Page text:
Pakistan lambasted the United States’ criticisms of its counter-terrorism efforts, saying it should not be made a scapegoat for the failure of the U.S. military in the so-called War on Terror in Afghanistan.
The comments came in the wake of U.S. President Donald Trump’s new policy announcements this week on increasing his nation's troop numbers there dramatically.
Trump claimed Islamabad was not fighting terrorism strongly enough, and warned aid to the country could be cut.
He added that Washington might downgrade Pakistan's status as a major non-NATO ally.
Pakistan's military chief, General Qamar Javed Bajwa, met with the U.S. Ambassador David Hale and said the country is “working for peace in Afghanistan.”
"We have done a lot ... and shall keep on doing our best, not to appease anyone but in line with our national interest and national policy," Bajwa was quoted in an army press statement as telling Hale.
The Pakistani Foreign Minister Khawaja Asif also weighed in, saying, "They should not make Pakistan a scapegoat for their failures in Afghanistan.”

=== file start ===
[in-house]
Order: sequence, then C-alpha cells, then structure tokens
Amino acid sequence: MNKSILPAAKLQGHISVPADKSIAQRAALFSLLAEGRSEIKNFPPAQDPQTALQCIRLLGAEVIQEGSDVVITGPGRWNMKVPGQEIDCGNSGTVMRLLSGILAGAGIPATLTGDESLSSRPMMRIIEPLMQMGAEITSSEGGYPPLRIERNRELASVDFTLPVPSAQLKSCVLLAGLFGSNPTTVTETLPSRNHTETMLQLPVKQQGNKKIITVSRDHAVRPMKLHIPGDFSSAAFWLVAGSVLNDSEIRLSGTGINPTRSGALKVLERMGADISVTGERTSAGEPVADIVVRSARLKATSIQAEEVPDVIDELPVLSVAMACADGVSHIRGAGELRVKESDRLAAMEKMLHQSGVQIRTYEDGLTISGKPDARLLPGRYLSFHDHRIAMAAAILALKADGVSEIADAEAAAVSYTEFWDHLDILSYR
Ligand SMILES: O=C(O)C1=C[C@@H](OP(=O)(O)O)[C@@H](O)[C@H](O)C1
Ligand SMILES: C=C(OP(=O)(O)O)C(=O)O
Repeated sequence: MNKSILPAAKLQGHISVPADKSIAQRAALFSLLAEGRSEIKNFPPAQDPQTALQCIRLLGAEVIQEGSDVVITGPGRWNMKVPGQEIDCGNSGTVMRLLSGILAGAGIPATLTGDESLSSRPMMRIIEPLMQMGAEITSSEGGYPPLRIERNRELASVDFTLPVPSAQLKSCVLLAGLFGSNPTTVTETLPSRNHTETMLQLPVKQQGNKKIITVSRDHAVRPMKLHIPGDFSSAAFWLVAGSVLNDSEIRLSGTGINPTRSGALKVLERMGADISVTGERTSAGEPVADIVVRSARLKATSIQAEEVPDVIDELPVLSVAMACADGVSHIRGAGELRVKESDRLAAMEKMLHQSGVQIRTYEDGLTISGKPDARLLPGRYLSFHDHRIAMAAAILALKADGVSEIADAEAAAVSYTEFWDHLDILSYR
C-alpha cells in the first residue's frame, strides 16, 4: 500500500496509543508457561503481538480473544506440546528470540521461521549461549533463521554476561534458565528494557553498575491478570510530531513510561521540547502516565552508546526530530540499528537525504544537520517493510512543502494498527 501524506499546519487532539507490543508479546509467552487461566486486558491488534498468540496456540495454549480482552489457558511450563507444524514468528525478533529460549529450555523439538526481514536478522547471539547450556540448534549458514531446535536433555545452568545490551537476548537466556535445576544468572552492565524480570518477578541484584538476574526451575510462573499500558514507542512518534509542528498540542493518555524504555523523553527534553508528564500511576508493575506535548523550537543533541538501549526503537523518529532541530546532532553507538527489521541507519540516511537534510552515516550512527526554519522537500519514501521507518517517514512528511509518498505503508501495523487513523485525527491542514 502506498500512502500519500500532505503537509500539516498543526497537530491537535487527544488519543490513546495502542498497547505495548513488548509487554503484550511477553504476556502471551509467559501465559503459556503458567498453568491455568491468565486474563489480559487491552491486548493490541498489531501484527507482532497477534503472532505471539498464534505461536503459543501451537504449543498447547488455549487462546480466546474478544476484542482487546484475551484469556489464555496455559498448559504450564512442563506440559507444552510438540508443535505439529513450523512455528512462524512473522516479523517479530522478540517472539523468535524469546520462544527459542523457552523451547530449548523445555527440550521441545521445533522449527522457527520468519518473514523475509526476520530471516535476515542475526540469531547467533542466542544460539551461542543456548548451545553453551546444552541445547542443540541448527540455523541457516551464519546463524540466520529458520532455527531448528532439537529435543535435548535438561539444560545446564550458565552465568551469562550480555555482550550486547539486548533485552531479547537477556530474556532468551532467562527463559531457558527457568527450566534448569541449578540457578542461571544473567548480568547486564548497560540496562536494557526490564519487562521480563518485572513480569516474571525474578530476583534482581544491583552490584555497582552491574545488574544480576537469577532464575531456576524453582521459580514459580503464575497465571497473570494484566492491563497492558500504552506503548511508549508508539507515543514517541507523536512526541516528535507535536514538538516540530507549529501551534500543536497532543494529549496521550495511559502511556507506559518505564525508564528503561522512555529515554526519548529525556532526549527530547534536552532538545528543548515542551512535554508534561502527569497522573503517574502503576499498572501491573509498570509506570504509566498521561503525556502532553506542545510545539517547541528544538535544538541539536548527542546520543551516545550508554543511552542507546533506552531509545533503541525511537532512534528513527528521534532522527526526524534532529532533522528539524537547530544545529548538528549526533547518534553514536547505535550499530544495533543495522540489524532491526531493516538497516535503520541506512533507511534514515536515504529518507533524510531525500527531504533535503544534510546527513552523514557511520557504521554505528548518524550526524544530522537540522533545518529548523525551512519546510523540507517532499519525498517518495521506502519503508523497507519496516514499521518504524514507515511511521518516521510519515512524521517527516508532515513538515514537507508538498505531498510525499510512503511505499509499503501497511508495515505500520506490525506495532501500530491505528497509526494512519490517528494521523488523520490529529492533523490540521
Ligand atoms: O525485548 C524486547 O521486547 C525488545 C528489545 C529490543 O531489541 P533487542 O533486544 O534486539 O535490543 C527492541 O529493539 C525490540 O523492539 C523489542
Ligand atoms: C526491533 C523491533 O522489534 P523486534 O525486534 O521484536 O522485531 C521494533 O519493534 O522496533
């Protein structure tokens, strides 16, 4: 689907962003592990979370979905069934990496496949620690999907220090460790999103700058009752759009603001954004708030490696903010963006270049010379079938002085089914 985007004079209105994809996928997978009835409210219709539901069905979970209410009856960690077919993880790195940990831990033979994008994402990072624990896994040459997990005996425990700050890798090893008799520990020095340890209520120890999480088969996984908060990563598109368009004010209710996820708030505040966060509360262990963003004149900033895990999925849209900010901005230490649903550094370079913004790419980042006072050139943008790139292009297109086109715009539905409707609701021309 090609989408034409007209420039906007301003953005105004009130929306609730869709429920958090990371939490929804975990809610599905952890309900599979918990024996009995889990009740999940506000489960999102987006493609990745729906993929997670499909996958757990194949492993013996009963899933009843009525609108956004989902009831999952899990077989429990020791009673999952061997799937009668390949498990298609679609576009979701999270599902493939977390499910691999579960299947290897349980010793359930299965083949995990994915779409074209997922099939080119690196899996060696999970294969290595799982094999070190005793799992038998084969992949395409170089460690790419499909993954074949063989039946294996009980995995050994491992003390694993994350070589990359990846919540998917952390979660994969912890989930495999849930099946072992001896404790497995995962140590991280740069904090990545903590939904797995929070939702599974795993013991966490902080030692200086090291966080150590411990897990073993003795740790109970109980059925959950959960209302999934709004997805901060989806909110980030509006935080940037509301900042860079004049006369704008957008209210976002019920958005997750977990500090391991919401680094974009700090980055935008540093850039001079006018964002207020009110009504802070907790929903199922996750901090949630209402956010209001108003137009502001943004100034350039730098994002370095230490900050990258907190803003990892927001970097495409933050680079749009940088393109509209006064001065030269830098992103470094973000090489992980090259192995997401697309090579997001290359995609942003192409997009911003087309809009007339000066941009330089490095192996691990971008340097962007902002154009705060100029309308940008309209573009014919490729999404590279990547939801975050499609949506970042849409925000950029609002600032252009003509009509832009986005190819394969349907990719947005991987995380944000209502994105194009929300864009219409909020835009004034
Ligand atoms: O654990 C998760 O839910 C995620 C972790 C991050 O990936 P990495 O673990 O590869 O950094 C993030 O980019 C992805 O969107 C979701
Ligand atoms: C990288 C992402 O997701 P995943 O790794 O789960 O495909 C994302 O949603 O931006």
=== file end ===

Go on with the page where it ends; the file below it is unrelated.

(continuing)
Asif reiterated Pakistan's denial that it harbors militants, as critics hold that the Pakistani military collaborates with other Islamist factions, including the Afghan Taliban, who they use in their confrontation with long-time rival India.
Sami-ul Haq, a Pakistani cleric who runs a seminary where many senior Afghan Taliban members have studied, also angrily condemned the United States.
"America is the enemy of the Muslim ummah (community)," Haq told a press briefing, reported Reuters.
"The government of Pakistan should quit the alliance for war against so-called terrorism," he added. "The heavens will not fall if America gets angry with us."
In the wake of Trump’s comments, China, another ally of Pakistan’s, came to the country’s defense.
Chinese Foreign Ministry spokeswoman Hua Chunying said the South Asian nation has been on the front line in the struggle against terrorism, having made "great sacrifices" and "important contributions" in the fight.
"We believe that the international community should fully recognize Pakistan's anti-terrorism," she told a daily news briefing.